What could go wrong for equities in 2014? A revival of deflation could easily emanate from a credit crisis in China. China's stock market is reflecting the growing debt problem in China. Below is a chart showing the Shanghai Composite index. A debt-laden and slower growing China could have repercussions on the global economy, including the U.S. economic and equity market outlook, for 2014. Should China's problems begin to weigh on the U.S. and Europe, a gradual return to the safe havens of gold and Treasuries could emerge later in the year.
Also worth noting is that despite its internal economic problems, China's gold demand has shown a dramatic increase in the past year. Even more demand is expected heading into the start of the Chinese lunar New Year on Jan. 31. Bloomberg reports that contracts traded on the Shanghai Gold Exchange jumped to a one-week high on Monday. Last year, the Chinese imported an estimated 1,000 tons of gold, which more than offset the decline in gold-backed ETF holdings, according to Sharps Pixley.
If China's voracious appetite for gold continues in 2014, even in the face of a slowing economy on the home front, it could add even more impetus to a turnaround for the yellow metal later this year. Moreover, a palpable slowdown in China would eventually be felt in the U.S. and would give investors pause to reconsider gold as an investment safe haven as financial market volatility increases.
It's worth mentioning that Bank of America Merrill Lynch strategist David Hauner has noted that commodity prices are back to the "ominous" highs of 2008 in South Africa and Turkey. He believes this divergence "will have a significant impact on growth and inflation in 2014: weak pricing power means that higher commodity prices act as a tax on demand, slowing down growth and thus ultimately reigning in current account deficits and inflation."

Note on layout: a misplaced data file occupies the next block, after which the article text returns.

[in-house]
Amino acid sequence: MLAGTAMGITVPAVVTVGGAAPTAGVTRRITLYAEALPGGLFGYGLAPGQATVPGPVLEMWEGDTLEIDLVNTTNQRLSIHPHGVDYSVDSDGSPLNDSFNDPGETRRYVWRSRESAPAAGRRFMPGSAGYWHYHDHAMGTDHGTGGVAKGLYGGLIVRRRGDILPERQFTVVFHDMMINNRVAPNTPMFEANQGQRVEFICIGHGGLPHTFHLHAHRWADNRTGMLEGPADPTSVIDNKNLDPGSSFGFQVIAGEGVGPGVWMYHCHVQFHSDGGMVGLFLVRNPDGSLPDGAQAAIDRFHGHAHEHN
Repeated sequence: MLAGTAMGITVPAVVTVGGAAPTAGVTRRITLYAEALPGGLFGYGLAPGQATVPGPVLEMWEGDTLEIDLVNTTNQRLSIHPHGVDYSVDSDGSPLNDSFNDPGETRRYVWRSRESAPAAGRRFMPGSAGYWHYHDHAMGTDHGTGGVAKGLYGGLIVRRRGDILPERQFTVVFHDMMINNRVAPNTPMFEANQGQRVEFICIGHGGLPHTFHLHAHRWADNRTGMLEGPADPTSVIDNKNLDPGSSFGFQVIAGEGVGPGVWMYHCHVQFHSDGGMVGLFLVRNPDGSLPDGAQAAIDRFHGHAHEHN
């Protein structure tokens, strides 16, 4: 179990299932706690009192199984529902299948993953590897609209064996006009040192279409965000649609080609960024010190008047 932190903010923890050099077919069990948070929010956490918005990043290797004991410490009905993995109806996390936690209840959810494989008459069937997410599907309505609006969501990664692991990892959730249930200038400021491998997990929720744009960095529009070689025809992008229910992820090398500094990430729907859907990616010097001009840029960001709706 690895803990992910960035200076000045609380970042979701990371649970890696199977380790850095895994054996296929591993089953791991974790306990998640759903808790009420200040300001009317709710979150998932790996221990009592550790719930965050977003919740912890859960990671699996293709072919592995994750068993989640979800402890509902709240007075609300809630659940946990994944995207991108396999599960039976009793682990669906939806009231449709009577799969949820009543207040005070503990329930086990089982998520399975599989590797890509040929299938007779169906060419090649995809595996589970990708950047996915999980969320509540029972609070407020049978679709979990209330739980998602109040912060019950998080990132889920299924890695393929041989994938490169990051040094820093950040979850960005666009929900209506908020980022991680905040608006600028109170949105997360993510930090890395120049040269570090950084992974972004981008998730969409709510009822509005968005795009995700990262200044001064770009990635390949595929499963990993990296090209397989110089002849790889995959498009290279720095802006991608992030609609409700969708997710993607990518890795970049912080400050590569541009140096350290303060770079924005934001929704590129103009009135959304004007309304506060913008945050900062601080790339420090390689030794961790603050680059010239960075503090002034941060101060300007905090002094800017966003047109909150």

Incidentally, take a look at the iShares MSCI Turkey ETF (TUR) which reflects the stock market situation in that corner of the globe. This provides us with a simple overview of the tenuous economic situation in the Middle East region.
South Africa's stock market isn't too far behind Turkey's in terms of global underperformance (below).
In his latest research report, Hauner observed concerning China that the country's "rebalancing is a closely connected disinflationary factor." He added that consumer prices in Europe, the Middle East and Africa "are highly correlated with China's with a lag of a few months. In fact, the betas to China and to commodities are themselves highly correlated, likely as demand in China is the key factor driving both."
He concludes that the sharp drop in China's headline inflation from 3.2% to 2.5% "is likely to have a dampening effect" on consumer prices in Europe, the Middle East and Africa in the coming months.
In other words, Hauner's analysis loosely corresponds with mine that a pick-up in deflationary pressure is possible further into 2014, which in turn could increase financial market volatility and possibly lead to gold's return to favor among investors.